The US Department of Agriculture (USDA) Rural Development is committed to helping improve the economy and quality of life in rural America. Our financial programs support such essential public facilities and services as water and sewer systems, housing, health clinics, emergency service facilities and electric and telephone service. We promote economic development by supporting loans to businesses through banks, credit unions, and community-managed lending pools. We offer technical assistance and information to help agricultural producers and cooperatives get started and improve the effectiveness of their operations. We provide technical assistance to help communities undertake community empowerment programs.
Nationally, USDA Rural Development has a $155 billion portfolio of loans and will administer $20 billion in loans, loan guarantees, and grants through our programs this fiscal year. We achieve our mission by helping rural individuals, communities and businesses obtain the financial and technical assistance needed to address their diverse and unique needs. Through this work, we are faced with some challenges. Our focus is to transform these challenges into opportunities.
Rural America now accounts for a mere 16 percent of the nation’s population, the lowest ever. A recent article that appeared in Illinois Times, entitled “Devoid of Life” says: “Rural Illinois has been hemorrhaging people since the 1860’s or so. That’s when young people in particular started leaving for cities where they could find work. What happens when the number of people that rural areas can economically sustain drops below the number needed to govern the institutions that modern towns need to sustain themselves?”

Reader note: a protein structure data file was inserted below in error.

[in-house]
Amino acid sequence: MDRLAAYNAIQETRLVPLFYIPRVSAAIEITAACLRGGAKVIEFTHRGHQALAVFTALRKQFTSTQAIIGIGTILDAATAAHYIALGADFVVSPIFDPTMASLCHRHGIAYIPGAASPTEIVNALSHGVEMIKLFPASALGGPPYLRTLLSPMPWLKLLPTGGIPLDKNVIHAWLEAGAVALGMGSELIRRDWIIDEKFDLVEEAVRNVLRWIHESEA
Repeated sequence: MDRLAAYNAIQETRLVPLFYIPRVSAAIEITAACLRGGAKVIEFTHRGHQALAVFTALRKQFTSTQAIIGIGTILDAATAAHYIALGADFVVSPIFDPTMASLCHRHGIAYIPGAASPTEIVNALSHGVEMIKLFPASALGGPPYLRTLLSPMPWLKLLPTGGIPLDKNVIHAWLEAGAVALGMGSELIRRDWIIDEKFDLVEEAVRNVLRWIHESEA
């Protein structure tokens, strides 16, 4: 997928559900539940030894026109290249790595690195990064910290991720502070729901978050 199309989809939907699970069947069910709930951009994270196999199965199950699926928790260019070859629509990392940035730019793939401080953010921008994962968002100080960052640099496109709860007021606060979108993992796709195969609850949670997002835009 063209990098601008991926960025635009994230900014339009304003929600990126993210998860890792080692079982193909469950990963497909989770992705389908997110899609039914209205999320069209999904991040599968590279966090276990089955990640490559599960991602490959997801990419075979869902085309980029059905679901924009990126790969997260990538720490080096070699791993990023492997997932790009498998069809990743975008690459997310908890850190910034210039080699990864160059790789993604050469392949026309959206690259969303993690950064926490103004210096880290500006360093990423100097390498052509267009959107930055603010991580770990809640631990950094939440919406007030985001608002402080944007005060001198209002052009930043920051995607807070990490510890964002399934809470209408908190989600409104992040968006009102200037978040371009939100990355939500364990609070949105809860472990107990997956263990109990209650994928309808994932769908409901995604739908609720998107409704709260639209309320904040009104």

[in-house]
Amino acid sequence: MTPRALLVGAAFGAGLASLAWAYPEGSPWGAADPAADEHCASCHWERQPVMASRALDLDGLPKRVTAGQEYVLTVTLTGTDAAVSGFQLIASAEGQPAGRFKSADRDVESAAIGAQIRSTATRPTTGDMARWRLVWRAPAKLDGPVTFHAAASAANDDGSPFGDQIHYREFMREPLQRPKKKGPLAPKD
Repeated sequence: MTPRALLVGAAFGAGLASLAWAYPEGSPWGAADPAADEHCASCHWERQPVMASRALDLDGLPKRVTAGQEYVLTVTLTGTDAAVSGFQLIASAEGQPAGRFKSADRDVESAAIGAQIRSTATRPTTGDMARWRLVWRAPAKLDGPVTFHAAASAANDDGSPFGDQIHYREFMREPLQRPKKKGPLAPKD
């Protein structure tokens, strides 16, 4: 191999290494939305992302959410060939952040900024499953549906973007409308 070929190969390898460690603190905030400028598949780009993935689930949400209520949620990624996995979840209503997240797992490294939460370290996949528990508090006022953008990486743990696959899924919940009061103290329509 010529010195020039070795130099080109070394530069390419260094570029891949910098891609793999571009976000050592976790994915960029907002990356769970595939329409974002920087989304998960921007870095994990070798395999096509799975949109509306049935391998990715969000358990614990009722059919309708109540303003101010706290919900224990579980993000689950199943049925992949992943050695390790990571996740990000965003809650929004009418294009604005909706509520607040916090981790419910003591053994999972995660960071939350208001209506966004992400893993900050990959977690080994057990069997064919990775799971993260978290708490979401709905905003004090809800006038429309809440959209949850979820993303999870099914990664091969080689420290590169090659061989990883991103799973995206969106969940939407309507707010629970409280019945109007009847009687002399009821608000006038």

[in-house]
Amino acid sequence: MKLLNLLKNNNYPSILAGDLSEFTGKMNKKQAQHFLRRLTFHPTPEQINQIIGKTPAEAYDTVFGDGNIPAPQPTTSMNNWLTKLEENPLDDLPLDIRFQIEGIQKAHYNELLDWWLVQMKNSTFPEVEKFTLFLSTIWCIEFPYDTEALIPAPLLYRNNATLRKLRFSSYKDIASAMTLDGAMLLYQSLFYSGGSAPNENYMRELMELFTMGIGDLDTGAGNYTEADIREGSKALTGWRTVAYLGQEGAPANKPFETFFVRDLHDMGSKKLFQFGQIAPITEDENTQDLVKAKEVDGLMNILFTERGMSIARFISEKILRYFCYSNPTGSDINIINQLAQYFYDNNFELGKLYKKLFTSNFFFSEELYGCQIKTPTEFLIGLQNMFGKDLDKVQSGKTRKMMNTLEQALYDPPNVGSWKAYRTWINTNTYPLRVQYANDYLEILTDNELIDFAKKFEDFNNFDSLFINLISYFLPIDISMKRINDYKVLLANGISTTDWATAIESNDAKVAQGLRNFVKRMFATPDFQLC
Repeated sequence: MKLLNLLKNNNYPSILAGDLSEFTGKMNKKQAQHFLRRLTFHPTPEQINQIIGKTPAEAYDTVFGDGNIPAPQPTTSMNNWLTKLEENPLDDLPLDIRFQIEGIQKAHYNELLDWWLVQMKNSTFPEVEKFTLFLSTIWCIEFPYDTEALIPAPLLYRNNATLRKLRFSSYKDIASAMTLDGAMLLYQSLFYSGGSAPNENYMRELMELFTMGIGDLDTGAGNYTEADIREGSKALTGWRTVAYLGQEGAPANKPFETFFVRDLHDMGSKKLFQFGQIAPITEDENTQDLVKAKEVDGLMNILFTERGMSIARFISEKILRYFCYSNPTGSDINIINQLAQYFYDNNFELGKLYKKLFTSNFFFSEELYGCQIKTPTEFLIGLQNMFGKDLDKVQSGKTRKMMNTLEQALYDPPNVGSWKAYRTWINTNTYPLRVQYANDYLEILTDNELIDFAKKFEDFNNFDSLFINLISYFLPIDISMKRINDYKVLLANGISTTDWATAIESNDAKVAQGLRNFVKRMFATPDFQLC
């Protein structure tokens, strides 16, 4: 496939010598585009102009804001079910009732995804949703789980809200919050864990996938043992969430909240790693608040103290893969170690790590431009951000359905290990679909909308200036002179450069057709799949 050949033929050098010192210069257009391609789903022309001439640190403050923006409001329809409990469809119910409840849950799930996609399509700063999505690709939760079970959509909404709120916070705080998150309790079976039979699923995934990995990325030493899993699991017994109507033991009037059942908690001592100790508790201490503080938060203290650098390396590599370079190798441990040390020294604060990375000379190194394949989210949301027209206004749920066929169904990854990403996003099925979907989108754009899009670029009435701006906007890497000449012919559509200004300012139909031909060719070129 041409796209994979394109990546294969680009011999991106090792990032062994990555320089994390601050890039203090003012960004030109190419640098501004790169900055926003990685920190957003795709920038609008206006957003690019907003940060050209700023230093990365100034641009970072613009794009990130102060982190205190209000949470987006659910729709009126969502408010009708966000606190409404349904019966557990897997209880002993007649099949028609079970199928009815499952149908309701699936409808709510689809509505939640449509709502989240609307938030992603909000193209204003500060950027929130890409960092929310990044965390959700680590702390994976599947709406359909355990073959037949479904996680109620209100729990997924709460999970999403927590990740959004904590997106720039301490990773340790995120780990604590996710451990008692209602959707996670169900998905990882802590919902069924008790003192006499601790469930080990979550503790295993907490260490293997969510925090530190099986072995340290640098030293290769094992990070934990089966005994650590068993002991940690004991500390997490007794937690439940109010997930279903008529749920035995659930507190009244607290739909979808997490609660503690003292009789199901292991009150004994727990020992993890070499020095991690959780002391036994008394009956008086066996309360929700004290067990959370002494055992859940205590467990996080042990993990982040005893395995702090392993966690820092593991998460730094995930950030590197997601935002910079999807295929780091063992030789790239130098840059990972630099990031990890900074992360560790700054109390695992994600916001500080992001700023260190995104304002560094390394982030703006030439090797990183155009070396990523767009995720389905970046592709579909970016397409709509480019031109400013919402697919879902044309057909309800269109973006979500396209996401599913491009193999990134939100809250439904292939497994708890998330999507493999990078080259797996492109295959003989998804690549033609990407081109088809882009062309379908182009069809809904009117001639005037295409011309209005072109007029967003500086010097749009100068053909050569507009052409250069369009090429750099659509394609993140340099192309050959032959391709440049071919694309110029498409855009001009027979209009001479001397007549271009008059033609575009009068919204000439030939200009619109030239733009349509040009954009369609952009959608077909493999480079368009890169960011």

Hence, if there is strength in numbers, and we are on a documented decline, what do we do? What are our options? Maybe we need to start “thinking” like a weed. Weeds seem to subscribe to the survival of the fittest theory; they thrive in adverse conditions. So how can we, as Rural Americans, be innovative, create confidence in the marketplace and thrive like weeds? We must adapt and play to our strengths. Rural Development can help!
We have the capability to help promote local food and renewable sources of energy. That means potential new markets, new businesses, new jobs, and maybe people returning and/or relocating to rural areas…new, younger people to assist in decision making for our communities. Rural Development not only helps finance the infrastructure that will help create these jobs in Rural America, but we also provide career opportunities for those that wish to join us in our important work. Rural America needs these strong individuals who are willing and ready to be a force in their communities.
As you can see, Rural Development is committed to the future of rural communities, which is our mantra. However, Rural Development does more for Rural America than assist residents in attaining homeownership, provide safe drinking water, and expand businesses. According to the National Association of Realtors, for every 2 homes sold, a job is created. In FY 2010, USDA Rural Development assisted more than 150,000 households! Through every facet of the work we accomplish, Rural Development provides career opportunities for rural residents.